Laurel: Well, absolutely. Let me give you a quick summary of the story that I wrote. My father believes that the room, the dichotomy that he lives by were the people who forced things and the people who were patient and would keep things calmer. And his example was that if you are trying to get a light bulb out of the ceiling lamp, and doesn’t come out easily, the person who is a forcer, is going to grab it and turn it and the bolt could break in their hands.

And more than not, they get hurt. But the person who is patient and waits, wiggles it a little bit, turns it off, thinking maybe if it pulls down a little bit it’ll come out easier. And they almost never make a mistake. And I think in sales, it’s the same kind of thing. If you’re trying to force a sale, uh oh, I don’t, nobody likes to feel that. Nobody wants to be on the receiving end of something that’s being forced at them. But if you’re gentle and you’re listening, and you’re waiting to see what a person needs and you really hear them, the patient person will come out on the right side of the sale.

Nancy: Awesome. Yep, I completely agree with you. So what’s the one takeaway you’d like to leave the audience with?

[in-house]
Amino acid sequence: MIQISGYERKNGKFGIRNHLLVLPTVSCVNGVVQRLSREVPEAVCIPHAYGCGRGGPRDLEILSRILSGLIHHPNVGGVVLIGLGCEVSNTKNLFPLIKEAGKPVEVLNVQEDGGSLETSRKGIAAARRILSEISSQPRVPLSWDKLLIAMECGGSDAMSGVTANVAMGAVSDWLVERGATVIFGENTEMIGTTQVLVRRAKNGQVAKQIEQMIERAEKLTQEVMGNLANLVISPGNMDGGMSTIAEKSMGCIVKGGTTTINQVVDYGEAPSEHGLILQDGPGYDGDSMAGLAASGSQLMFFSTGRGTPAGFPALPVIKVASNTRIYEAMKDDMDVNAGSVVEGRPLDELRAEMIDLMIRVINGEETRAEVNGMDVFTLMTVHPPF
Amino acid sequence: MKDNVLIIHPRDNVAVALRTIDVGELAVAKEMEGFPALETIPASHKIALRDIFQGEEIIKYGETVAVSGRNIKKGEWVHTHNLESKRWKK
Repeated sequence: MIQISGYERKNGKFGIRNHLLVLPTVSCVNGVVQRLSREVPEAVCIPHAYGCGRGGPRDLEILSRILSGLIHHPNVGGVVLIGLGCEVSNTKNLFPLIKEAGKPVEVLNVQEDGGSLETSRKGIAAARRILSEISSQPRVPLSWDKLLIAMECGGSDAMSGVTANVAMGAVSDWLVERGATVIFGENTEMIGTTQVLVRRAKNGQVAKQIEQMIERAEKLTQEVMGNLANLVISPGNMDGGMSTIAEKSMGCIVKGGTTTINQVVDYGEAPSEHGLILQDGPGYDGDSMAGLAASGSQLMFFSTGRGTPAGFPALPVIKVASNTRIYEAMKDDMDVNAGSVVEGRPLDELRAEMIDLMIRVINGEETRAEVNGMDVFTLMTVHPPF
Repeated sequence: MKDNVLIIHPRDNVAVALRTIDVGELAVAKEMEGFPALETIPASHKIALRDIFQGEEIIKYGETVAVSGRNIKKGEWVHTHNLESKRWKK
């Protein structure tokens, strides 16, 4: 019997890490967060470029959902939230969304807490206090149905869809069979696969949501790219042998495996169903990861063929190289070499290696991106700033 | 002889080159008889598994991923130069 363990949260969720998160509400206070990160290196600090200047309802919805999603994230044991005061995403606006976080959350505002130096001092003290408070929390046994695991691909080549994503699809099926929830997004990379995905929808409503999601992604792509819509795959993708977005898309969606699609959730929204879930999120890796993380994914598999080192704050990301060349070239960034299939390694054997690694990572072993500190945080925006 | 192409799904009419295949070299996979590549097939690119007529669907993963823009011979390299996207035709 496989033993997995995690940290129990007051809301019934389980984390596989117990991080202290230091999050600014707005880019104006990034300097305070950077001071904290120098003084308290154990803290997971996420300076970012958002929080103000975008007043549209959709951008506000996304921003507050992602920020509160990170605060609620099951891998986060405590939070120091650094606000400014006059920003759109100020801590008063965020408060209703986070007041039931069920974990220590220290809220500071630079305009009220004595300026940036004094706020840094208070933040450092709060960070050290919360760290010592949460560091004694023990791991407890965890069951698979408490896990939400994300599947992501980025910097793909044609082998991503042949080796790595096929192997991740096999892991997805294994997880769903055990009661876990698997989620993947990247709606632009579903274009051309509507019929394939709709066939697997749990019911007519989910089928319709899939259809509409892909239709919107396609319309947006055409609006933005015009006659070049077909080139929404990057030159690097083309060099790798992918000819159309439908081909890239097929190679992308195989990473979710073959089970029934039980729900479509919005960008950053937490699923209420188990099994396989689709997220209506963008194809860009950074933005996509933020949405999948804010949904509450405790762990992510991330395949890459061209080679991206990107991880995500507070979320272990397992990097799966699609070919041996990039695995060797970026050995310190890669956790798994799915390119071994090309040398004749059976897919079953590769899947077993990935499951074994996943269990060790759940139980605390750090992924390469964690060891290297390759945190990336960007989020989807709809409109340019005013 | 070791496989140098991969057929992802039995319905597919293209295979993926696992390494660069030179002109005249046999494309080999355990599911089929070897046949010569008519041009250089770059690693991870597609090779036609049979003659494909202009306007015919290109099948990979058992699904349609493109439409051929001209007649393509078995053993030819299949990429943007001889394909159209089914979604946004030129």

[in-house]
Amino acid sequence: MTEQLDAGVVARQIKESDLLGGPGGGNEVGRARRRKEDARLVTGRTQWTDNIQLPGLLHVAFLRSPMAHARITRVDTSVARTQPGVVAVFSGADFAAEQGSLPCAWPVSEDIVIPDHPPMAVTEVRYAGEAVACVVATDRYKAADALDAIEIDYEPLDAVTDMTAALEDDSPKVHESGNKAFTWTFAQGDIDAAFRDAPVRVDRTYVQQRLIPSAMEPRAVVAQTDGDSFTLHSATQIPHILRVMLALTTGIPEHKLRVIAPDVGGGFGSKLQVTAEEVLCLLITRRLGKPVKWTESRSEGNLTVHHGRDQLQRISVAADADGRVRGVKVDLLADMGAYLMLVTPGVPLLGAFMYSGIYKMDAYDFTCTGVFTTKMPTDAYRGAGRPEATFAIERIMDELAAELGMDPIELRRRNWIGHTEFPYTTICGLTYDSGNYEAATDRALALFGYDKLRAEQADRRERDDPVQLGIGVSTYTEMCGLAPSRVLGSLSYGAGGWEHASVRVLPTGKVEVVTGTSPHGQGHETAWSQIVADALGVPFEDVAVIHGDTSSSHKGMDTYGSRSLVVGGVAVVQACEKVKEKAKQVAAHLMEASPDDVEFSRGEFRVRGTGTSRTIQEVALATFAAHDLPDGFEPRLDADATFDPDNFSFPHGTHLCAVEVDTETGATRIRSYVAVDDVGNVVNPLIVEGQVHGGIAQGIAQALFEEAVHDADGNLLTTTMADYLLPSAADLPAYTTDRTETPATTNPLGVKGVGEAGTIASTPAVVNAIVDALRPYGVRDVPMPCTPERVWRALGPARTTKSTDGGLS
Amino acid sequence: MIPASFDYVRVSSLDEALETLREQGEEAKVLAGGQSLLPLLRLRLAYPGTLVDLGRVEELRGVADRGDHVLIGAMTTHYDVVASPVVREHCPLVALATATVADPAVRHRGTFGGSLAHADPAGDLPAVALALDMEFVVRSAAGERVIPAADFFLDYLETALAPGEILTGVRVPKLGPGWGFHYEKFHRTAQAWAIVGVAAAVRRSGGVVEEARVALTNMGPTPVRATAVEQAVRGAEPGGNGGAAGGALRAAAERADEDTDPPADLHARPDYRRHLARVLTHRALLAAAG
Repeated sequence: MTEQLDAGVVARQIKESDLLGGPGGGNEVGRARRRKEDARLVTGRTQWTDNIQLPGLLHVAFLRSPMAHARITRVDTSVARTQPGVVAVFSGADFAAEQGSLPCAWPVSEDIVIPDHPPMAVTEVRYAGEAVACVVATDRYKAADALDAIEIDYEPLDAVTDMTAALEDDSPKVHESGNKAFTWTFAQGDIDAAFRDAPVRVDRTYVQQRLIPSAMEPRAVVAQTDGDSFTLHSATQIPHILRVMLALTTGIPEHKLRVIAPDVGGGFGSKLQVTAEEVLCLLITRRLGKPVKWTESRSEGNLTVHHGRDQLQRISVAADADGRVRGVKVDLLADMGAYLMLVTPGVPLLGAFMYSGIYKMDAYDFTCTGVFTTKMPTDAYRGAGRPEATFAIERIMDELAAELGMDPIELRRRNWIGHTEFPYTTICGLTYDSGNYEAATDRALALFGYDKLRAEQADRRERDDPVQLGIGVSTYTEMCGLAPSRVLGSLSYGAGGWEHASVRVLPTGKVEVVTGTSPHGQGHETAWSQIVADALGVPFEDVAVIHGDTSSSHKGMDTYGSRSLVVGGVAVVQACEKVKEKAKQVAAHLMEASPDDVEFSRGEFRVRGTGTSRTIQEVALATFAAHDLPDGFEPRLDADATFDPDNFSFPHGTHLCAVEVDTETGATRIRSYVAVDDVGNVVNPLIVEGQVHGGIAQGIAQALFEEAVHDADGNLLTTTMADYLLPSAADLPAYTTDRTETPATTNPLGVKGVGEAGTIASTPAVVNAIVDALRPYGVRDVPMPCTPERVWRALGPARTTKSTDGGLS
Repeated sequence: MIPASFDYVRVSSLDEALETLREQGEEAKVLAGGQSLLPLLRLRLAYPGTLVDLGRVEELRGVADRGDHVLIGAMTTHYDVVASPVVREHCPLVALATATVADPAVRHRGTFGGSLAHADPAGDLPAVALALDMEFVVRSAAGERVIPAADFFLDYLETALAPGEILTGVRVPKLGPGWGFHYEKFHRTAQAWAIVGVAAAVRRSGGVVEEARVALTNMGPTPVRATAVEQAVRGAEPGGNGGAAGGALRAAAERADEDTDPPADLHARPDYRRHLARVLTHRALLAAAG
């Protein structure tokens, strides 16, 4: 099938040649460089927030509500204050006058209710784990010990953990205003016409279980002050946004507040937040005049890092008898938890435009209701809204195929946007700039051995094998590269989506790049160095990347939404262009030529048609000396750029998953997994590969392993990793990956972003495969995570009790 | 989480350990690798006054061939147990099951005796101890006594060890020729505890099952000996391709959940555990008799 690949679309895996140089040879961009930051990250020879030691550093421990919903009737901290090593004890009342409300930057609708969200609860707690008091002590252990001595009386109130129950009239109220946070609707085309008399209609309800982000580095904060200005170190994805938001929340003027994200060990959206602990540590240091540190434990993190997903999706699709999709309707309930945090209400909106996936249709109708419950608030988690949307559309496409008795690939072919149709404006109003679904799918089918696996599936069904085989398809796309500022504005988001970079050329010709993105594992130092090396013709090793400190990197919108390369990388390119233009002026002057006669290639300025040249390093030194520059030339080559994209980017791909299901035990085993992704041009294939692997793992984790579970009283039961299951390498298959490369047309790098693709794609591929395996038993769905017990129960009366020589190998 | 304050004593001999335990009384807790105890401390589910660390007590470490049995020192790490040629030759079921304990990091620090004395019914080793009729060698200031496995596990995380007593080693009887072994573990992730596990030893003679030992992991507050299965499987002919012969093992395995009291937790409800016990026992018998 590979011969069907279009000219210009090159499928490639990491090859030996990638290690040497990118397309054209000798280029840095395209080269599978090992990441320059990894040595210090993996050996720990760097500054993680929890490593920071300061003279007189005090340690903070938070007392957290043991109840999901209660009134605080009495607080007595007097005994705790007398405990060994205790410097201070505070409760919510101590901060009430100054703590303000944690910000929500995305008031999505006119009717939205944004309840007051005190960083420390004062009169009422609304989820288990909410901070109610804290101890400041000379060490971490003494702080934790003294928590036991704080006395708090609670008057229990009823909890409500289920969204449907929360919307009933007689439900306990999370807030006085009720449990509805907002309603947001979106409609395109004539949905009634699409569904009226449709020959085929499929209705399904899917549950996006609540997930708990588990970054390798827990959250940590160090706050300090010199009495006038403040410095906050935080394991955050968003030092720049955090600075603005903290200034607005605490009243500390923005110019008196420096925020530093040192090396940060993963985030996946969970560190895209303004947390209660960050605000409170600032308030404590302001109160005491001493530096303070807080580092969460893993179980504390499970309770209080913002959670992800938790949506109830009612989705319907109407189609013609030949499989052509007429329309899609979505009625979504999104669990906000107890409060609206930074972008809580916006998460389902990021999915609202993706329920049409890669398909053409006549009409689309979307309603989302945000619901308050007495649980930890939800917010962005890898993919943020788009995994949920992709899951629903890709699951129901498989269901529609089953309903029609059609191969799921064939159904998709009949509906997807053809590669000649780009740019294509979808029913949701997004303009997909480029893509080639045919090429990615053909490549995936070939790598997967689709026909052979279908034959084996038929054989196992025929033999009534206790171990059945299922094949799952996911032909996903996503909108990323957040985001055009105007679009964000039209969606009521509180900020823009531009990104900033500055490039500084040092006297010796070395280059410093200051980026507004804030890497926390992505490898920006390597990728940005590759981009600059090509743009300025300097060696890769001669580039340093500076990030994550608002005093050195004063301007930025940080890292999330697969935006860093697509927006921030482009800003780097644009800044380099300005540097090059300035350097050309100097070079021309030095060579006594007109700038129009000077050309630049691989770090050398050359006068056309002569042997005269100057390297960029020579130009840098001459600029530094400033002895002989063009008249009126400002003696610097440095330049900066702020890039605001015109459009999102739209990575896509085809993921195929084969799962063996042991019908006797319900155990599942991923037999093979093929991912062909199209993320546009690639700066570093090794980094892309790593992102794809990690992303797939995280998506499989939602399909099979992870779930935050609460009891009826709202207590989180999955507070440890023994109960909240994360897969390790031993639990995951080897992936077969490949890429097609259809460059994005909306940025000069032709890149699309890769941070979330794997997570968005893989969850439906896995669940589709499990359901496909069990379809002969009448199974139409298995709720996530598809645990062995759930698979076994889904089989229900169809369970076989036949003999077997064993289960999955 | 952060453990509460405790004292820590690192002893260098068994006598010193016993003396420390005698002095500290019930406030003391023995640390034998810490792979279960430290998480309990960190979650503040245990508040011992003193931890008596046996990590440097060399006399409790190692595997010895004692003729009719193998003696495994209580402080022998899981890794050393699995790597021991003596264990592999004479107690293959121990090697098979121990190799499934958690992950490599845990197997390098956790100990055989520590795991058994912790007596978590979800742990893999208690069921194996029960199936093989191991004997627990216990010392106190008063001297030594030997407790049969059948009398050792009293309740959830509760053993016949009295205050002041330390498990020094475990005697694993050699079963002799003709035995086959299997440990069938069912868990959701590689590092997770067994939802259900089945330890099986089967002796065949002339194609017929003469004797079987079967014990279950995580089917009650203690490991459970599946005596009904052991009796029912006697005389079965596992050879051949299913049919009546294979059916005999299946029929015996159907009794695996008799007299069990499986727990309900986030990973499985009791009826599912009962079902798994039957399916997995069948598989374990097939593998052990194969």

Laurel: Alright, so there’s this program called StoryCorps, started 17 years ago by a fella named Robert Isay. And what you can do is go into a booth, they started in Grand Central Station in New York, and you could go with a grandparent or a parent or spouse and interview them. And the interview would be stored in the Library of Congress. And after 17 years, now you can do it online. You can do it with your cousin in California.

And these interviews are golden. They’re just beautiful. And they interviewed Robert Isay about on the 10th anniversary to ask him what he learned from starting StoryCorps, and he said, first of all, I learned that listening is an act of love. And then he said, I also learned that when you’re talking, you’re only telling people what you know. But when you’re listening, you’re learning something new.

Nancy: Oh, wow. Laurel, I’m sure my audience wants to reach out to you. How can they find you?